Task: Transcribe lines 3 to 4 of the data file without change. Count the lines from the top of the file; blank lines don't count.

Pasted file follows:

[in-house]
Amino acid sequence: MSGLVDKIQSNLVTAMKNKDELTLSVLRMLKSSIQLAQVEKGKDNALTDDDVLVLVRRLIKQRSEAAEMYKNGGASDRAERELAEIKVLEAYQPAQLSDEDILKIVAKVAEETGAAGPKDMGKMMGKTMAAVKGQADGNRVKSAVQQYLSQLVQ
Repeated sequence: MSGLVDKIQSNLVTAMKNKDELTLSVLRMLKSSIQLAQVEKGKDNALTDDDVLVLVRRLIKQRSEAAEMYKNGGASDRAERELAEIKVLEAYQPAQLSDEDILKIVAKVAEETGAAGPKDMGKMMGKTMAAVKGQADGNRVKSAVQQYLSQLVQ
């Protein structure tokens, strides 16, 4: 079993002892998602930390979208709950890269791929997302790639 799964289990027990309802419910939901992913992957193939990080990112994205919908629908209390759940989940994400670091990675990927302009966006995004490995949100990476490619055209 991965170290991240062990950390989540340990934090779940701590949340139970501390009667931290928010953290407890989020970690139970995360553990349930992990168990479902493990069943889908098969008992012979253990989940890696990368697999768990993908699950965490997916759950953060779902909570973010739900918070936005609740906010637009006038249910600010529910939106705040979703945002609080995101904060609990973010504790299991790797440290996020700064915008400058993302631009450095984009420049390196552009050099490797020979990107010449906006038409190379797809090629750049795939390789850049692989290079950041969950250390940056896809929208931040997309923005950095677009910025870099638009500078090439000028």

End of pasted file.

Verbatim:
Repeated sequence: MSGLVDKIQSNLVTAMKNKDELTLSVLRMLKSSIQLAQVEKGKDNALTDDDVLVLVRRLIKQRSEAAEMYKNGGASDRAERELAEIKVLEAYQPAQLSDEDILKIVAKVAEETGAAGPKDMGKMMGKTMAAVKGQADGNRVKSAVQQYLSQLVQ
């Protein structure tokens, strides 16, 4: 079993002892998602930390979208709950890269791929997302790639 799964289990027990309802419910939901992913992957193939990080990112994205919908629908209390759940989940994400670091990675990927302009966006995004490995949100990476490619055209 991965170290991240062990950390989540340990934090779940701590949340139970501390009667931290928010953290407890989020970690139970995360553990349930992990168990479902493990069943889908098969008992012979253990989940890696990368697999768990993908699950965490997916759950953060779902909570973010739900918070936005609740906010637009006038249910600010529910939106705040979703945002609080995101904060609990973010504790299991790797440290996020700064915008400058993302631009450095984009420049390196552009050099490797020979990107010449906006038409190379797809090629750049795939390789850049692989290079950041969950250390940056896809929208931040997309923005950095677009910025870099638009500078090439000028």